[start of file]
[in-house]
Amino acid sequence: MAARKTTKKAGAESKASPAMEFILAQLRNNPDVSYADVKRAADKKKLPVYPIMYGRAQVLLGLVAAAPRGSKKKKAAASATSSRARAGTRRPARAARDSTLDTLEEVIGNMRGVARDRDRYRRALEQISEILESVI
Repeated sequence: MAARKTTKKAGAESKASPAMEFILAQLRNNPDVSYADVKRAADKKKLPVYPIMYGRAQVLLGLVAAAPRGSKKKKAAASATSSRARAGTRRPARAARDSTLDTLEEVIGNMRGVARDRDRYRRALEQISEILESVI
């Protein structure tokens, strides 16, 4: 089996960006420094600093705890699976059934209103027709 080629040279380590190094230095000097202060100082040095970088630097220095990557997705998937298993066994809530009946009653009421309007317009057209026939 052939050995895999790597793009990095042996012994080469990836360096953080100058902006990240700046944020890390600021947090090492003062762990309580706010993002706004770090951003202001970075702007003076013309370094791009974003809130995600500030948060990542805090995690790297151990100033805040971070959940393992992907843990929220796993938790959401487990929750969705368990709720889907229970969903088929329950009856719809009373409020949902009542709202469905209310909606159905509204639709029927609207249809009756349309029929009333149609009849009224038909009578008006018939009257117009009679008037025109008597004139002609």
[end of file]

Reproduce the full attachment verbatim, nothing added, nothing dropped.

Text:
[in-house]
Amino acid sequence: MAARKTTKKAGAESKASPAMEFILAQLRNNPDVSYADVKRAADKKKLPVYPIMYGRAQVLLGLVAAAPRGSKKKKAAASATSSRARAGTRRPARAARDSTLDTLEEVIGNMRGVARDRDRYRRALEQISEILESVI
Repeated sequence: MAARKTTKKAGAESKASPAMEFILAQLRNNPDVSYADVKRAADKKKLPVYPIMYGRAQVLLGLVAAAPRGSKKKKAAASATSSRARAGTRRPARAARDSTLDTLEEVIGNMRGVARDRDRYRRALEQISEILESVI
């Protein structure tokens, strides 16, 4: 089996960006420094600093705890699976059934209103027709 080629040279380590190094230095000097202060100082040095970088630097220095990557997705998937298993066994809530009946009653009421309007317009057209026939 052939050995895999790597793009990095042996012994080469990836360096953080100058902006990240700046944020890390600021947090090492003062762990309580706010993002706004770090951003202001970075702007003076013309370094791009974003809130995600500030948060990542805090995690790297151990100033805040971070959940393992992907843990929220796993938790959401487990929750969705368990709720889907229970969903088929329950009856719809009373409020949902009542709202469905209310909606159905509204639709029927609207249809009756349309029929009333149609009849009224038909009578008006018939009257117009009679008037025109008597004139002609």